Baytex (NYSE:BTE) shares have taken a pummeling over the past couple of years, dropping from a 2012-high of more than $50 a share to a current price of less than $4 a share. Investors in BTE have taken it on the chin for the past four years.
Low oil prices and an ill-timed acquisition of assets in the Eagle Ford are the culprits with many concluding Baytex balance sheet strains would sink the company. That has not happened.
As it turns out, Baytex's very capable management have taken key steps to ensure adequate liquidity and engineered credit with little in the way of mandatory principal repayments until after 2020.
The company is concentrating its available capital on its Eagle Ford assets which are expected to deliver the highest returns on capital expenditures in the Baytex portfolio of assets and contribute a 50% plus rate of return on oil prices as low as $45 per barrel.
Source: Baytex presentation
The steep slope of the return curve illustrates just how much leverage Baytex has to improved oil prices. With the prospect of an OPEC production cut and potentially a faster growing U.S. economy under a new president whose policy statements suggest policy changes will favor domestic production, Baytex is well positioned to benefit.
Baytex is a high-risk and high-reward bet on higher oil and gas prices. Baytex should generate somewhere around $200 million cash flow at current oil prices (the company reported cash flow of $72 million Canadian in Q3 2016 or about $50 million U.S.) and has an enterprise value of $2 billion. At a price of just under $4 per share, the company trades at an enterprise value to EBITDA multiple of about 10 times which is rich for an oil and gas producer.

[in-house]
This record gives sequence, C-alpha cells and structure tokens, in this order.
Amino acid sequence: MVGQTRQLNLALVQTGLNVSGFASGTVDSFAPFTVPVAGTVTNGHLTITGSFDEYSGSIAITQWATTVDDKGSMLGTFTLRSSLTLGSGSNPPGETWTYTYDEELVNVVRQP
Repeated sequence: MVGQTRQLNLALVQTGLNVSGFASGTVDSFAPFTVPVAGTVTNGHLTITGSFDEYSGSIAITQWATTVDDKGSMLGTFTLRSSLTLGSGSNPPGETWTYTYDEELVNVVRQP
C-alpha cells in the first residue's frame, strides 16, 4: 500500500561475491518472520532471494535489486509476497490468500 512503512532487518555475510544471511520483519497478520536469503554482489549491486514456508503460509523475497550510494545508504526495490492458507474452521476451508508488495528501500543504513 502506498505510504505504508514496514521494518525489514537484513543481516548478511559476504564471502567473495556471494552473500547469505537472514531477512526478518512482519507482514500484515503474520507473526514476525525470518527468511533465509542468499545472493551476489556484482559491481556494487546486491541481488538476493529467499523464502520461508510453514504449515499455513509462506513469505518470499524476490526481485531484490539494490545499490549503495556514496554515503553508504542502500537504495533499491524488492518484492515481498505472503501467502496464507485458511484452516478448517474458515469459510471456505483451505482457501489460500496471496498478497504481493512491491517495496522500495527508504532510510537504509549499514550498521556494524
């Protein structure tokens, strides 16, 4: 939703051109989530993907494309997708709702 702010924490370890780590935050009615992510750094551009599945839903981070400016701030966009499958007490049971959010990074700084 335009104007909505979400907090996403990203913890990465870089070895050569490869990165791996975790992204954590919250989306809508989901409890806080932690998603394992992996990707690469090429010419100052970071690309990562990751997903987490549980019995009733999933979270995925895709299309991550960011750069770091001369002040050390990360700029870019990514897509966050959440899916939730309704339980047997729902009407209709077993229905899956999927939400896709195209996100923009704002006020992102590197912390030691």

I have calculated this ratio using my projected EBITDA for the next 12 months of roughly $220 million U.S. Baytex calculates its "bank" EBITDA for the past 12 months at $380 million Canadian or about $290 million U.S. (See footnote 3 of Baytex presentation on page 9). My forecast is based on a bit lower oil prices in Canada and less benefit from commodity hedging.
Debt of $1.5 billion ($1.9 billion Cdn) is the biggest issue, but with maturities several years away the debt is not a current problem.
In my view, a small holding in Baytex should add value to every well-diversified energy portfolio despite the longer-term solvency risk. Investors are well-advised to temper enthusiasm with a touch of caution and not get over-weighted into high-risk plays, but don't omit them either. If the commodity price rallies in the next couple of years, Baytex will be a big winner.
I am long the name.
Disclosure: I am/we are long BTE.
I wrote this article myself, and it expresses my own opinions. I am not receiving compensation for it (other than from Seeking Alpha). I have no business relationship with any company whose stock is mentioned in this article.